Meteoric rise, meteoritic fall

I usually stick to writing about editing and publishing here and comment about language usage elsewhere, but I’ve recently noticed a lot of people pondering the seemingly contradictory phrase “meteoric rise”:

So rarely do I get the chance to combine my language pedantry with my knowledge-of-astronomy-from-my-physics-days pedantry that I had to jump on this opportunity to assail you with a double dose of tedious über-pedantry. Ready? Here we go!

The phrase is pretty old

Google’s Ngram Viewer shows that “meteoric rise” grew steadily in popularity over the twentieth century, and its pervasiveness today probably makes it seem like a recent coinage.

But a description of a rise as meteoric first appears in the Google Books corpus in 1853, meaning it was probably in use for a while before then:

But that happy, though somewhat meteoric, rise of a new science from the shaken ashes of the old mystery was not long of beginning; for, in the midst of all the gathering and crowding details, wrought out by the post-alchemical craftsmen, a true chemical principle began to gleam.

(From The Northern British Review, 1853)

At that point meteoric was still used to refer to atmospheric phenomena in general—the same reason we refer to studies of weather as meteorology. It’s basically equivalent to “stratospheric rise,” a phrase that doesn’t seem to rankle careful writers and editors as much.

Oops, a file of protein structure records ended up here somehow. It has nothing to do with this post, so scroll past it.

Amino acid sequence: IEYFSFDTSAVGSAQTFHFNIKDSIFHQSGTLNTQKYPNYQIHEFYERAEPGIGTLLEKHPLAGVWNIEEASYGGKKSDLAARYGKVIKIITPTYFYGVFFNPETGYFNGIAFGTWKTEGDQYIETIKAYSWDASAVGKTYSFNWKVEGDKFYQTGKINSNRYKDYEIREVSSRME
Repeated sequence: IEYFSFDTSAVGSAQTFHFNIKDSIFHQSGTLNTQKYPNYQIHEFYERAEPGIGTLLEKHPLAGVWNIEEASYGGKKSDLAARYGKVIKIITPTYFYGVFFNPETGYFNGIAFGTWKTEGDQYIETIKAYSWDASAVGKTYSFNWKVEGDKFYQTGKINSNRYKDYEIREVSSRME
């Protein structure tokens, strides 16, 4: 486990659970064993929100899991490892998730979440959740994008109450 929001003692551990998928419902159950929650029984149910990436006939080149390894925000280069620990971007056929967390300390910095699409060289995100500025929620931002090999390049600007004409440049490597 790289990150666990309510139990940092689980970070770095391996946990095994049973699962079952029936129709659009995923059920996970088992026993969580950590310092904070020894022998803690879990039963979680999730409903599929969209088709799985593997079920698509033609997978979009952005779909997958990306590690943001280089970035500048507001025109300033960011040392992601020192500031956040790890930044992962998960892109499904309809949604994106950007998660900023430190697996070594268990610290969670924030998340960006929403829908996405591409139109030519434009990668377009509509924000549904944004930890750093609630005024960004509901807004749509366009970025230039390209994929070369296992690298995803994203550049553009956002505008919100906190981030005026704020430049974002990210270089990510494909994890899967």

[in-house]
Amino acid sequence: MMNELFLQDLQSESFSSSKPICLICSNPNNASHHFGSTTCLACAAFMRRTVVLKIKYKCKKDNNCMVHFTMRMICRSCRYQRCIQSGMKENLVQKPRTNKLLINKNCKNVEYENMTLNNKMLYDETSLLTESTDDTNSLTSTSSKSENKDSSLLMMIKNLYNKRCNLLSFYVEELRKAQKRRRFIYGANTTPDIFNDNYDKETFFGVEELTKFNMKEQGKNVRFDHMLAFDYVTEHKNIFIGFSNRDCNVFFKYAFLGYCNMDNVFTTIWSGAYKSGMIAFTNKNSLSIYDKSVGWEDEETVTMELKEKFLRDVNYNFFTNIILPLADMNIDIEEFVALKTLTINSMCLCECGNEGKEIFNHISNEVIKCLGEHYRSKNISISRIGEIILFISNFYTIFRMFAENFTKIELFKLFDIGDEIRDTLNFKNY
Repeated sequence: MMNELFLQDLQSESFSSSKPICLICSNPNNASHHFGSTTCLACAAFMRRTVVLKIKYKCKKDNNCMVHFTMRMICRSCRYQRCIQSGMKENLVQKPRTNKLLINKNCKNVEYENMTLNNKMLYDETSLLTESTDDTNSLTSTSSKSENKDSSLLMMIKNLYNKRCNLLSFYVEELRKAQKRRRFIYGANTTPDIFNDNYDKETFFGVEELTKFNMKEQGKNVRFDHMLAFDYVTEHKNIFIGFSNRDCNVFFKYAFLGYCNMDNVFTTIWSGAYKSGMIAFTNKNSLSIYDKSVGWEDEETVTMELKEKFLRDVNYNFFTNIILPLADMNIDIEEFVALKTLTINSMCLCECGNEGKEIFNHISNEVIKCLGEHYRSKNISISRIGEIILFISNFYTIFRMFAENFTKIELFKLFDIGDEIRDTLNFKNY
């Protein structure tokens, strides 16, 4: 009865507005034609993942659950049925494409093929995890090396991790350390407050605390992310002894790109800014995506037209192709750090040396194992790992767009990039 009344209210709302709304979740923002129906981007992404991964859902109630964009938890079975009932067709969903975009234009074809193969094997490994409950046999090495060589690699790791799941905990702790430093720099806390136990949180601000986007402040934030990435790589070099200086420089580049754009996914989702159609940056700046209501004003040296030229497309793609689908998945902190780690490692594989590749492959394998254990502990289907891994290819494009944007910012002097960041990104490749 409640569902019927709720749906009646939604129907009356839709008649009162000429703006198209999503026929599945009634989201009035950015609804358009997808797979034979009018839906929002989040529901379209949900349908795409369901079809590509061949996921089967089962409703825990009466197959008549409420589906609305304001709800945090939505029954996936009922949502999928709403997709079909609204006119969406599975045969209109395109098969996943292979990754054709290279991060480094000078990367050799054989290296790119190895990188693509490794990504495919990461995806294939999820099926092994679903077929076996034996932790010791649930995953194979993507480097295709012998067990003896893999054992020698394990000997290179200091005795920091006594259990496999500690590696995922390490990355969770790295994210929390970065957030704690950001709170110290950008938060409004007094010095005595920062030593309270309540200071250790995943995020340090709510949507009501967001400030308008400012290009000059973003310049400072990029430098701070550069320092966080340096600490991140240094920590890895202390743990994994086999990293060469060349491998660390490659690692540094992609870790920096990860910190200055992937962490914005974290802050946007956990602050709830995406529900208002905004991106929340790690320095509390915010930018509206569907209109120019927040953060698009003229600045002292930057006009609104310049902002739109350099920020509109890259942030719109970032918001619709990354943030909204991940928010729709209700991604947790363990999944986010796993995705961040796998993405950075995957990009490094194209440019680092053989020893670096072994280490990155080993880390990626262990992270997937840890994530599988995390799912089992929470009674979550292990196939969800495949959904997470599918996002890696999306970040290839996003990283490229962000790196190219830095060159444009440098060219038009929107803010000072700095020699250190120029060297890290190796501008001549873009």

Even earlier, Elizabethan writers, including Charles Fitzgeoffrey and William Shakespeare, used meteor as a metaphor for a transiently brilliant person who appeared suddenly. That’s because…

A meteor is the streak of light, not the rock

A meteoroid is a space rock (think asteroid, but smaller). A meteor is the streak of light that a meteoroid produces when it burns up in our atmosphere. The meteoroids responsible for most of our meteors are the debris—like muddy footprints—left behind by comets as they orbit the sun. When the earth passes through that debris, the rocks that enter our atmosphere give us a light show in the form of a meteor shower. And if any part of a meteoroid survives the trip and lands on earth, it becomes a meteorite.

Meteors seem to appear out of nowhere and dazzle us with brilliance, although they can be short-lived, so most references to a person’s meteoric rise are apt, especially if their sudden popularity was unexpected. All this is to say, don’t avoid using “meteoric rise” because it seems contradictory. In fact, the phrase makes perfect sense. But do avoid using it because it’s long become hackneyed and stale.

2 thoughts on “Meteoric rise, meteoritic fall”

  1. What a dog shit article this was. Don’t fucking say it because it’s trite, who cares about the faux-astronomy

  2. The saying still doesn’t make sense. A meteor is the result of a meteroid that is FALLING through a planets atmosphere. Therefore the meteor would not exist without the descent of the meteroid making the phrase “meteoric RISE” incorrect.

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